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Off-Center Fold
Aug 2011

A Bonelike Protrusion on the Toe —Quiz Case

Author Affiliations
 

SECTION EDITOR: MARY S. STONE, MD; ASSISTANT SECTION EDITORS: SOON BAHRAMI, MD; CARRIE ANN R. CUSACK, MD; SENAIT W. DYSON, MD; MOLLY A. HINSHAW, MD; ARNI K. KRISTJANSSON, MD

Arch Dermatol. 2011;147(8):975-980. doi:10.1001/archdermatol.2011.195-a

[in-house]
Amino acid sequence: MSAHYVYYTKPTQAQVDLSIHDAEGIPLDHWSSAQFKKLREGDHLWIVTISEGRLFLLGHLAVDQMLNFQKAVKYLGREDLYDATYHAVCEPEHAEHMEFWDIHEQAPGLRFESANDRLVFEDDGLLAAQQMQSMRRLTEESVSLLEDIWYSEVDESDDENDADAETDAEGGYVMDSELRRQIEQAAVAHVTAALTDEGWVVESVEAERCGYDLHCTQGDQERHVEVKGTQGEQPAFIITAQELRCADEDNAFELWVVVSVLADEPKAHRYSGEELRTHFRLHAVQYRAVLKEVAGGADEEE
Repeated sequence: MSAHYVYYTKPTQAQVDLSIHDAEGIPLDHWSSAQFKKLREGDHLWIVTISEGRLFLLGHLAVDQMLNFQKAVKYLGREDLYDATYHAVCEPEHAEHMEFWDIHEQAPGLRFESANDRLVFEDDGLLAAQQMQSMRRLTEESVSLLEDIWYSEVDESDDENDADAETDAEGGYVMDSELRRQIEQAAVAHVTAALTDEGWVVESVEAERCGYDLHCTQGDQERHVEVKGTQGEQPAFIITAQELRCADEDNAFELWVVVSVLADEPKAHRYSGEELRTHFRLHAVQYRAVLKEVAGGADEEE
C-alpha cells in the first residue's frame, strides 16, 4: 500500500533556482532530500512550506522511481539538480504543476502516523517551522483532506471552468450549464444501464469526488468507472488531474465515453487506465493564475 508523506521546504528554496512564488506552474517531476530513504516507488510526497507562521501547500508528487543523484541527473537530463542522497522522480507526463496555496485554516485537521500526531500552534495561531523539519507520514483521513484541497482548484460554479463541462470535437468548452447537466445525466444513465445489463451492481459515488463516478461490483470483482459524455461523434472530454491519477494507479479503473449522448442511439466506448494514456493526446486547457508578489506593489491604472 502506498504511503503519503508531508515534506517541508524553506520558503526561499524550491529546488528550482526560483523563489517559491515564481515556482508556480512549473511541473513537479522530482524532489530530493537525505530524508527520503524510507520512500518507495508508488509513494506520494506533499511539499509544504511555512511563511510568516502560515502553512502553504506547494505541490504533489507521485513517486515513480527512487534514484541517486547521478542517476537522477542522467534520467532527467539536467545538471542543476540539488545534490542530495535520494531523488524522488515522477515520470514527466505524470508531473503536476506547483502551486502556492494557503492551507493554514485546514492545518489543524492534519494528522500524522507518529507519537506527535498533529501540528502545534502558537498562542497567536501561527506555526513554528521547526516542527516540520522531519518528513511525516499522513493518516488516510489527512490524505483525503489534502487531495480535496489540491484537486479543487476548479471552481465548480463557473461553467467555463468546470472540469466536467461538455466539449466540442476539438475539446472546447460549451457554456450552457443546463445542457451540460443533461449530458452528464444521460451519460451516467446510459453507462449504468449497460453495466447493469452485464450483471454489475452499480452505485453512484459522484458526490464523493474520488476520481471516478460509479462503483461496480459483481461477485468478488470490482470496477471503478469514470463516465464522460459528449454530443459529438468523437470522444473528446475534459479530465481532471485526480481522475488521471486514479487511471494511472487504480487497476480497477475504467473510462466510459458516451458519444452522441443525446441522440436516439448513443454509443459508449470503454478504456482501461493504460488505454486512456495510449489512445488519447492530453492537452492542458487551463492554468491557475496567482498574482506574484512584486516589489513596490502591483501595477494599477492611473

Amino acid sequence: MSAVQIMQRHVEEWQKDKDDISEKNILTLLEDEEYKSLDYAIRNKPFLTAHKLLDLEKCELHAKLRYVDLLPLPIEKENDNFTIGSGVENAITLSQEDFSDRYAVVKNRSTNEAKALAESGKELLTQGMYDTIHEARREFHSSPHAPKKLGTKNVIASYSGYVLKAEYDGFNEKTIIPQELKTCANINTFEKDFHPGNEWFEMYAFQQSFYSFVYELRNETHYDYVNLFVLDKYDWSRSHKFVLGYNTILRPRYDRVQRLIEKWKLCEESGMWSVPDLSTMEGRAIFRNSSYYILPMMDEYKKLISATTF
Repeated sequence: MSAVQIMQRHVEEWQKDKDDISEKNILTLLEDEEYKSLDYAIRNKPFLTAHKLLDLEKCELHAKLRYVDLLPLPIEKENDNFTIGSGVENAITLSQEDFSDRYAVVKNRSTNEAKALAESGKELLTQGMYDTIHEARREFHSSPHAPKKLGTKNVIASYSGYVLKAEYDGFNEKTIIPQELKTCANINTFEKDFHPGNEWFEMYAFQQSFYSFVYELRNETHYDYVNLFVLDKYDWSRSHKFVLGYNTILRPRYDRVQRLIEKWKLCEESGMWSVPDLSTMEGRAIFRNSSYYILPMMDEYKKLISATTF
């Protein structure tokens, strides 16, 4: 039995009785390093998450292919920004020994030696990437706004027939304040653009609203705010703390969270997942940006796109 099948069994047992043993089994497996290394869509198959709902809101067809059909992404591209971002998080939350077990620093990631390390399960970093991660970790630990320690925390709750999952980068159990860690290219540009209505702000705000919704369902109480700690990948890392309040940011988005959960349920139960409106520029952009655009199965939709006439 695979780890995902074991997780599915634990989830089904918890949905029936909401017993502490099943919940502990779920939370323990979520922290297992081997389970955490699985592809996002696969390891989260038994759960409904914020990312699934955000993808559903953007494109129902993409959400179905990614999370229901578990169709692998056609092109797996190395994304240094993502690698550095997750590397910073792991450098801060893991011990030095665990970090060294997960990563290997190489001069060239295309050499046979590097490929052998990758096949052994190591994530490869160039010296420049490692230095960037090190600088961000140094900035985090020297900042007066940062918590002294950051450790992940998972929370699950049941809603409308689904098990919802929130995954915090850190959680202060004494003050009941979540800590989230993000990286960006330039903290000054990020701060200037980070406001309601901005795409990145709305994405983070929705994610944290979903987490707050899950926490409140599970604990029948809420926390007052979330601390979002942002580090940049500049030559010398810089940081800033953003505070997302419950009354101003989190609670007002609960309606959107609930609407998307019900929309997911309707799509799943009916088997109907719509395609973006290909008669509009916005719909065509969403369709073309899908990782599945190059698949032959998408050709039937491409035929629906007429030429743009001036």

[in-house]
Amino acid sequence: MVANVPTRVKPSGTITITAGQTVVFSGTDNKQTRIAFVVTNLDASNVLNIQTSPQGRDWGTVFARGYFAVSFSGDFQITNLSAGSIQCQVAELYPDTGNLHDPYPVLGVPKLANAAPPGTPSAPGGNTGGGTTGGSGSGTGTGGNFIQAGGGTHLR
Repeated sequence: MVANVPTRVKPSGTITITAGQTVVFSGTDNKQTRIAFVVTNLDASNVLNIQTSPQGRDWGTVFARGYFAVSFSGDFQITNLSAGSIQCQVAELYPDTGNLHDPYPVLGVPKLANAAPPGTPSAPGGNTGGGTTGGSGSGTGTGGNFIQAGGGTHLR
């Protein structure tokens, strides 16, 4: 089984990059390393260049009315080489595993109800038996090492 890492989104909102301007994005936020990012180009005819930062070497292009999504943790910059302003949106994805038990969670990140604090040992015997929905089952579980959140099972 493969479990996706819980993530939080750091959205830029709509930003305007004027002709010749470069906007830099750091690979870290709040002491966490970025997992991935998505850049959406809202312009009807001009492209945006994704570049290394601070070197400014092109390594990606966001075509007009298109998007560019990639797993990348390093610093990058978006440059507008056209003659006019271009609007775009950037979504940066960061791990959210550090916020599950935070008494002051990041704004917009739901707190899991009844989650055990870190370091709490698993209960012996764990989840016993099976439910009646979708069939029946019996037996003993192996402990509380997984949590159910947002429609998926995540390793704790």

A 32-year-old man presented with a 6-month history of a nodular lesion with eroded surface on the second toe of his right foot. The patient was referred to our center after several courses of cryotherapy without improvement. He had no clinically significant previous trauma or medical history. The clinical impression at the initial visit was verruca vulgaris, and cryotherapy was again attempted. However, on follow-up, the lesion appeared to be inflamed with some discharge. After the inflammation had subsided with administration of oral antibiotics, a second session of cryotherapy was tried, but the lesion did not appear to improve. Instead, a hard, dermalnodule with a keratotic surface was revealed under it (Figure 1). A radiologic examination (Figure 2) and incisional biopsy were performed. Some histologic findings are shown in Figure 3.

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